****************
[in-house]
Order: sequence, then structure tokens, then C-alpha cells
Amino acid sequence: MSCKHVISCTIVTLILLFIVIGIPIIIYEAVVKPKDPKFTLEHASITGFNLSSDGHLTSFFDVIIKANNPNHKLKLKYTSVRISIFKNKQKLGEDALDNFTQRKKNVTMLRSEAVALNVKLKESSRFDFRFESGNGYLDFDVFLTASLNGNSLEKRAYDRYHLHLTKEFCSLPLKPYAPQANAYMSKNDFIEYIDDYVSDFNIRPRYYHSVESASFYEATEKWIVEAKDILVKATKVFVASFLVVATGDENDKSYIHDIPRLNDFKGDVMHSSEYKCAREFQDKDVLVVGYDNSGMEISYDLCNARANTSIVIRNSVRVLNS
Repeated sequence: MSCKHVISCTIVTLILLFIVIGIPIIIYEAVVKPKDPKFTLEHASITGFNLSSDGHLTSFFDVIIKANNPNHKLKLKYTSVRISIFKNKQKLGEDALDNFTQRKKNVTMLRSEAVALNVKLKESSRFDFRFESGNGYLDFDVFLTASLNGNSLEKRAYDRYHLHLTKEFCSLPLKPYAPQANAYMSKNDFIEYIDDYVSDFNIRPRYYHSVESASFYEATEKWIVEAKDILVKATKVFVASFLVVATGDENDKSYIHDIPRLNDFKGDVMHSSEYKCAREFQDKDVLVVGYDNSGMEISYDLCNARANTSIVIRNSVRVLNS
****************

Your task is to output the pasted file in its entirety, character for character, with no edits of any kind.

[in-house]
Order: sequence, then structure tokens, then C-alpha cells
Amino acid sequence: MSCKHVISCTIVTLILLFIVIGIPIIIYEAVVKPKDPKFTLEHASITGFNLSSDGHLTSFFDVIIKANNPNHKLKLKYTSVRISIFKNKQKLGEDALDNFTQRKKNVTMLRSEAVALNVKLKESSRFDFRFESGNGYLDFDVFLTASLNGNSLEKRAYDRYHLHLTKEFCSLPLKPYAPQANAYMSKNDFIEYIDDYVSDFNIRPRYYHSVESASFYEATEKWIVEAKDILVKATKVFVASFLVVATGDENDKSYIHDIPRLNDFKGDVMHSSEYKCAREFQDKDVLVVGYDNSGMEISYDLCNARANTSIVIRNSVRVLNS
Repeated sequence: MSCKHVISCTIVTLILLFIVIGIPIIIYEAVVKPKDPKFTLEHASITGFNLSSDGHLTSFFDVIIKANNPNHKLKLKYTSVRISIFKNKQKLGEDALDNFTQRKKNVTMLRSEAVALNVKLKESSRFDFRFESGNGYLDFDVFLTASLNGNSLEKRAYDRYHLHLTKEFCSLPLKPYAPQANAYMSKNDFIEYIDDYVSDFNIRPRYYHSVESASFYEATEKWIVEAKDILVKATKVFVASFLVVATGDENDKSYIHDIPRLNDFKGDVMHSSEYKCAREFQDKDVLVVGYDNSGMEISYDLCNARANTSIVIRNSVRVLNS